Chinese Game-Makers’ Long Winter Begins to Thaw
Gaming companies can finally breathe a sigh of relief now that 80 games have received approval for release in China, after a 10-month freeze in the world’s largest gaming market.
The list of newly approved titles was made public Saturday by the country’s National Radio and Television Administration.
Caixin reported on Dec. 21 that an initial group of titles had been approved and were awaiting receipt of official publication numbers. But an official urged companies to be patient due to a big backlog of applications, saying that digesting the backlog would take some time.
China’s gaming industry is the world’s largest with over 620 million players, almost double the entire U.S. population. But this year, Beijing made one of the harshest policy changes in recent memory, leaving many smaller players on the brink of bankruptcy.
The authorities stopped approving licenses for new game releases beginning in March, following a major reorganization of government departments. The regulator further stepped up restrictions by announcing in September that it would cap the total number of games on the market, and explore a mechanism to restrict the amount of time minors spend on games.
Most titles on the Saturday list are from mid- and smaller-sized developers such as Giant Network Group Co. Ltd., Wuhu Shunrong Sanqi Interactive Entertainment Network Technology Co. Ltd. and Shenzhen ZQGame Co. Ltd. Missing from the list were the top two players — Tencent Holdings Ltd. and NetEase Inc.
Two industry watchers told Caixin that it’s surprising to see the biggest two players missing from the list. But the regulator’s move has at least ended the dry spell begun in March, they said.
“My impression is that they are sending the message that they are supporting small and midsized domestic game companies,” said an executive at a foreign game developer that’s active in China. “Another interesting point is that a relatively large number of PC games (were approved), probably due to the fact that there is a demand for that in the market.”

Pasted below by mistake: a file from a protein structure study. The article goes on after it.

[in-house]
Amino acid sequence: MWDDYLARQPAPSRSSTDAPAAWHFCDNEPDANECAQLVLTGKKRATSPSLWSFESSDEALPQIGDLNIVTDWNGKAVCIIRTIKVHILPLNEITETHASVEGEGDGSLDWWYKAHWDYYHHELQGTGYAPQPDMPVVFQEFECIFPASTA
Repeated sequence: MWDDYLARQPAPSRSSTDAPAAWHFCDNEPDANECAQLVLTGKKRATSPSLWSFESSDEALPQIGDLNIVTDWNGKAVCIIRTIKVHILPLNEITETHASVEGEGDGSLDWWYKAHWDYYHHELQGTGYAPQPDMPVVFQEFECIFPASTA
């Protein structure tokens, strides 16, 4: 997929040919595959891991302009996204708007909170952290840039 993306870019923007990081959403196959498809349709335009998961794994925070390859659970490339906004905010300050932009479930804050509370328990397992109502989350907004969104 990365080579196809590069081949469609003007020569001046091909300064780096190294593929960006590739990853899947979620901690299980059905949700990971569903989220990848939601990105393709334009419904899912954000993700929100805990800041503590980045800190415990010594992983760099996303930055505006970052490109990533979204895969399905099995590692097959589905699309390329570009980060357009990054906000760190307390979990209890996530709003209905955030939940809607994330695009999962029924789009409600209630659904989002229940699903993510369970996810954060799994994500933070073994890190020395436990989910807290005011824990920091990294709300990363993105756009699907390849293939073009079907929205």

A third source told Caixin that inclusion in the new approval list could be based on application submission dates, and that the list wasn’t targeting any particular company.
Amid headwinds, the Chinese games market is expected to see total revenue grow 5.3% this year, a slump compared with its 23% expansion in 2017, according to a report by industry tracker Gamma Data and the Chinese Game Publishers Association Publications Committee.
Industry revenue is expected to hit 214.4 billion yuan ($31.1 billion) this year, from 203.6 billion in 2017.
Yang Ge and Tang Ziyi contributed to this report.
Contact reporter Jason Tan (firstname.lastname@example.org)
May 21 19:59
May 21 17:50
May 21 17:13
May 21 17:46
May 21 15:04
May 21 14:38
May 21 14:30
May 21 11:25
May 21 09:49
May 21 04:01
May 21 04:12
May 20 18:56
May 20 18:10
May 20 16:29
May 20 16:52
- 1Opinion: Jack Ma’s ‘669’ Sex Joke Reinforces Tech’s Culture of Gender Harassment
- 2China Boosts Hydrogen Fuel Cell Investment in Green Energy Push
- 3Jack Ma Faces Backlash for Telling Employees How Often to Have Sex
- 4Huawei to Seek Remedies in Face of U.S. Ban
- 5Huawei Prepares ‘Alternative Chips’ to Cope With U.S. Ban
- 1Power To The People: Pintec Serves A Booming Consumer Class
- 2Largest hotel group in Europe accepts UnionPay
- 3UnionPay mobile QuickPass debuts in Hong Kong
- 4UnionPay International launches premium catering privilege U Dining Collection
- 5UnionPay International’s U Plan has covered over 1600 stores overseas